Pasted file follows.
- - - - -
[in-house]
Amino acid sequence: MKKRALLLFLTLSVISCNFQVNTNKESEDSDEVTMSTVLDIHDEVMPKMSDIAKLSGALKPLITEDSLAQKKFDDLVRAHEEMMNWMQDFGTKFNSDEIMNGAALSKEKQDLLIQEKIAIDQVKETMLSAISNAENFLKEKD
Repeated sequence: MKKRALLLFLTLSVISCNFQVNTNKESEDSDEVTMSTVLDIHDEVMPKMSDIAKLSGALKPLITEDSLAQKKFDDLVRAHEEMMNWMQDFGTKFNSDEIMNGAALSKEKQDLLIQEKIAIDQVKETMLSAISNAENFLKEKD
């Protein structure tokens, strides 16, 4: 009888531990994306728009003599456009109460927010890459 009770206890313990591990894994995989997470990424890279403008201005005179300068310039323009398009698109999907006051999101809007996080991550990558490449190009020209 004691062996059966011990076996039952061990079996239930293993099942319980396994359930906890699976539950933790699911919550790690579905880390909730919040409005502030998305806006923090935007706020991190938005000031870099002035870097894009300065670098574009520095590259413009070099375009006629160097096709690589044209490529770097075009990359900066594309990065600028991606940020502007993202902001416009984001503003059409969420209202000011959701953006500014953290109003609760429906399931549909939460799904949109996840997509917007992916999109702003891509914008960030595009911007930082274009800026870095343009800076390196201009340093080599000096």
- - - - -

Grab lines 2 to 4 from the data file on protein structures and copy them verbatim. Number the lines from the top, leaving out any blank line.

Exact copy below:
Amino acid sequence: MKKRALLLFLTLSVISCNFQVNTNKESEDSDEVTMSTVLDIHDEVMPKMSDIAKLSGALKPLITEDSLAQKKFDDLVRAHEEMMNWMQDFGTKFNSDEIMNGAALSKEKQDLLIQEKIAIDQVKETMLSAISNAENFLKEKD
Repeated sequence: MKKRALLLFLTLSVISCNFQVNTNKESEDSDEVTMSTVLDIHDEVMPKMSDIAKLSGALKPLITEDSLAQKKFDDLVRAHEEMMNWMQDFGTKFNSDEIMNGAALSKEKQDLLIQEKIAIDQVKETMLSAISNAENFLKEKD
């Protein structure tokens, strides 16, 4: 009888531990994306728009003599456009109460927010890459 009770206890313990591990894994995989997470990424890279403008201005005179300068310039323009398009698109999907006051999101809007996080991550990558490449190009020209 004691062996059966011990076996039952061990079996239930293993099942319980396994359930906890699976539950933790699911919550790690579905880390909730919040409005502030998305806006923090935007706020991190938005000031870099002035870097894009300065670098574009520095590259413009070099375009006629160097096709690589044209490529770097075009990359900066594309990065600028991606940020502007993202902001416009984001503003059409969420209202000011959701953006500014953290109003609760429906399931549909939460799904949109996840997509917007992916999109702003891509914008960030595009911007930082274009800026870095343009800076390196201009340093080599000096």